The city council of Oakland, California, voted last week to declare “racism” a public health crisis in the city. The council approved the initiative to combat the crisis without opposition and also resolved to work on actions designed to improve “racial equity.”
The council’s resolution allocates up to $350,000 of city taxpayer funds for “data analysis and consulting services” to assist city officials in implementing “necessary improvements in systems for collecting and processing data to track performance and equity progress.”
During the council meeting last week, Council Member Carroll Fife said that even though Oakland is “supposed to be progressive or whatever,” the city still has a “history of disenfranchisement and systemic racism” embedded in city services and “culture.”
Oakland Department of Race and Equity executive director Darlene Flynn told reporters that the COVID-19 pandemic was responsible for “widening the racial disparity gap.” She added that the effect was similar to those seen in “other disasters as well, like Hurricane Katrina.” Flynn said that when a stressful event hits a city, it exacerbates pre-existing circumstances.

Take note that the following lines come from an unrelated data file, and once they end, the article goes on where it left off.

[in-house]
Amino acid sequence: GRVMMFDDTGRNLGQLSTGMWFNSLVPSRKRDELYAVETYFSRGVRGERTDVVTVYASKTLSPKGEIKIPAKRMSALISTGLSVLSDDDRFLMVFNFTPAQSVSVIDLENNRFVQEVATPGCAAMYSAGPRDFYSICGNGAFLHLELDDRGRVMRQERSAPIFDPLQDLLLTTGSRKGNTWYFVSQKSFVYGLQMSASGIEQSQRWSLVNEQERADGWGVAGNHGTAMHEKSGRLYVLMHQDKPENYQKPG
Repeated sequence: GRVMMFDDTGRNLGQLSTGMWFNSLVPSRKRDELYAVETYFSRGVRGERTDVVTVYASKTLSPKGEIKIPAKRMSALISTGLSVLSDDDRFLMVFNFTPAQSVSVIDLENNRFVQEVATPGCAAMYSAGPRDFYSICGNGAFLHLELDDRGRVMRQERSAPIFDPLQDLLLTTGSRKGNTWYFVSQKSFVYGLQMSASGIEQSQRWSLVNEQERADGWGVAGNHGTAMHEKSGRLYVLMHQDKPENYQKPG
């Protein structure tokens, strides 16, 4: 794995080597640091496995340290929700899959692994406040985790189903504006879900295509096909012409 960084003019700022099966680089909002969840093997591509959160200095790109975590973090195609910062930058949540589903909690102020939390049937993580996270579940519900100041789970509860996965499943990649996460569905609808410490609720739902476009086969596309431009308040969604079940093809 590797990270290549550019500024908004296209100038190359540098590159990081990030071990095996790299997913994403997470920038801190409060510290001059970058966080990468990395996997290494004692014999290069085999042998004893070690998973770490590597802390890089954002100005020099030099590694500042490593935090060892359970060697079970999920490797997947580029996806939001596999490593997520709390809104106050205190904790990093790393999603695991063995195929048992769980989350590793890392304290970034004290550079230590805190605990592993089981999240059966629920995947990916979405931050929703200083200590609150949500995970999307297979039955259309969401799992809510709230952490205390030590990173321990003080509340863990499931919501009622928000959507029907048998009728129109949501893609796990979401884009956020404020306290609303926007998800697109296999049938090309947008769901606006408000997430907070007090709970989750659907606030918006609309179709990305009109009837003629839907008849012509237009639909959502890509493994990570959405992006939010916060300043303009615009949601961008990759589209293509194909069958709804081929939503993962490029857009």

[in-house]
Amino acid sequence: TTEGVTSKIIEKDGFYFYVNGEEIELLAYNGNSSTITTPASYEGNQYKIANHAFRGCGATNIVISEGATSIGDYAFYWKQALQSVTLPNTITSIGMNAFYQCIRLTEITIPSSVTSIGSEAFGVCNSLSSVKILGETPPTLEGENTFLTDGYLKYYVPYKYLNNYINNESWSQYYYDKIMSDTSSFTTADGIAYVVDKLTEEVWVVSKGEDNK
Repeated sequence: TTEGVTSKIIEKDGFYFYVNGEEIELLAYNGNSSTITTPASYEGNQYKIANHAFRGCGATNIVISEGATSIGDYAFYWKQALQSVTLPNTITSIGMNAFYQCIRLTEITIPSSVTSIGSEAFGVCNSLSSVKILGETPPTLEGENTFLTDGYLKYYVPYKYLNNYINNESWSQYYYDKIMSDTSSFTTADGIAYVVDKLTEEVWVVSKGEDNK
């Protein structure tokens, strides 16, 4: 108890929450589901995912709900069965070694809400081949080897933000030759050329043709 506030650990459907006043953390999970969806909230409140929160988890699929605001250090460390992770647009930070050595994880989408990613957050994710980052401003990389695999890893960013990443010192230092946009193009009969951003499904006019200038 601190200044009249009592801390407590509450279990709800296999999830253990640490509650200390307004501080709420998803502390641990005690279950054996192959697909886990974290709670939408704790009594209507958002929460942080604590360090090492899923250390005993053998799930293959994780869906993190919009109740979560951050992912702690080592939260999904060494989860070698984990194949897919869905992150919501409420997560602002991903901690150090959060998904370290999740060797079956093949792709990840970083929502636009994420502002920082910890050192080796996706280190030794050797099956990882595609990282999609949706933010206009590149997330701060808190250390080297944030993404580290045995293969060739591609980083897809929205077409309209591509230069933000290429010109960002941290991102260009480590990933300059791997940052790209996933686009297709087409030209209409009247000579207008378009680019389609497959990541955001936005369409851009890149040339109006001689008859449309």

An agenda report to the council presented by Flynn and other city officials indicated that the city’s black and Latino residents experience less favorable health outcomes than white residents.
The report said that residents of the mostly white neighborhood of North Oakland Hills live an average of “14 to 15 years longer” than those who live in the black and Latino neighborhoods in other parts of the city.
It went on to say that similar racial disparities are seen in the city in “preventable hospitalizations, rates of diabetes, asthma, hypertension, and heart disease, death rates due to opioid overdose, babies born with very low birth weight, infant mortality, and beyond.”
Oakland joins other U.S. cities that have made similar declarations, including Boston. The mayor there in 2020, Marty Walsh, declared racism a public health crisis in the city and moved a $3 million budget allocation from the police department to public health.
At the national level, the Centers for Disease Control and Prevention director last year described racism as a serious health threat across the country.